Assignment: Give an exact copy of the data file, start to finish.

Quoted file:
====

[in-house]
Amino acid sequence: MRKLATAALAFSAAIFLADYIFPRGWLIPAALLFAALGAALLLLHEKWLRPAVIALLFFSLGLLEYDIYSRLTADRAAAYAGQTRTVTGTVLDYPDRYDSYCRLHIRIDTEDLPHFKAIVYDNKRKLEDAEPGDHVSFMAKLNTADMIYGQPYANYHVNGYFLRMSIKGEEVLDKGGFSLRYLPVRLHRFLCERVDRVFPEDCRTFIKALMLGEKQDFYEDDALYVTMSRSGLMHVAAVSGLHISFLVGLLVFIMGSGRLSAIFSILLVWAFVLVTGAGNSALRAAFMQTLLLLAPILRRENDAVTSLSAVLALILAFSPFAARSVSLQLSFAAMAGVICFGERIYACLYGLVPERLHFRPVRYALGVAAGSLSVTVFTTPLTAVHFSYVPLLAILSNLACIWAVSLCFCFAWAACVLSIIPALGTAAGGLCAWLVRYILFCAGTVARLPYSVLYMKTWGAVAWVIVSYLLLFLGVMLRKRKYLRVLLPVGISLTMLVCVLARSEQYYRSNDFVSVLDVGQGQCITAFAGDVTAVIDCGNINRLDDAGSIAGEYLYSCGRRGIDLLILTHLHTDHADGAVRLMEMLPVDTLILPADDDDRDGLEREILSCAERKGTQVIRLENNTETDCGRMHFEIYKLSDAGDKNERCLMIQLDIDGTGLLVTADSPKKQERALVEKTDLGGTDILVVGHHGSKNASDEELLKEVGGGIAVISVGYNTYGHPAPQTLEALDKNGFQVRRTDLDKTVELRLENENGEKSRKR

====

[in-house]
Amino acid sequence: MRKLATAALAFSAAIFLADYIFPRGWLIPAALLFAALGAALLLLHEKWLRPAVIALLFFSLGLLEYDIYSRLTADRAAAYAGQTRTVTGTVLDYPDRYDSYCRLHIRIDTEDLPHFKAIVYDNKRKLEDAEPGDHVSFMAKLNTADMIYGQPYANYHVNGYFLRMSIKGEEVLDKGGFSLRYLPVRLHRFLCERVDRVFPEDCRTFIKALMLGEKQDFYEDDALYVTMSRSGLMHVAAVSGLHISFLVGLLVFIMGSGRLSAIFSILLVWAFVLVTGAGNSALRAAFMQTLLLLAPILRRENDAVTSLSAVLALILAFSPFAARSVSLQLSFAAMAGVICFGERIYACLYGLVPERLHFRPVRYALGVAAGSLSVTVFTTPLTAVHFSYVPLLAILSNLACIWAVSLCFCFAWAACVLSIIPALGTAAGGLCAWLVRYILFCAGTVARLPYSVLYMKTWGAVAWVIVSYLLLFLGVMLRKRKYLRVLLPVGISLTMLVCVLARSEQYYRSNDFVSVLDVGQGQCITAFAGDVTAVIDCGNINRLDDAGSIAGEYLYSCGRRGIDLLILTHLHTDHADGAVRLMEMLPVDTLILPADDDDRDGLEREILSCAERKGTQVIRLENNTETDCGRMHFEIYKLSDAGDKNERCLMIQLDIDGTGLLVTADSPKKQERALVEKTDLGGTDILVVGHHGSKNASDEELLKEVGGGIAVISVGYNTYGHPAPQTLEALDKNGFQVRRTDLDKTVELRLENENGEKSRKR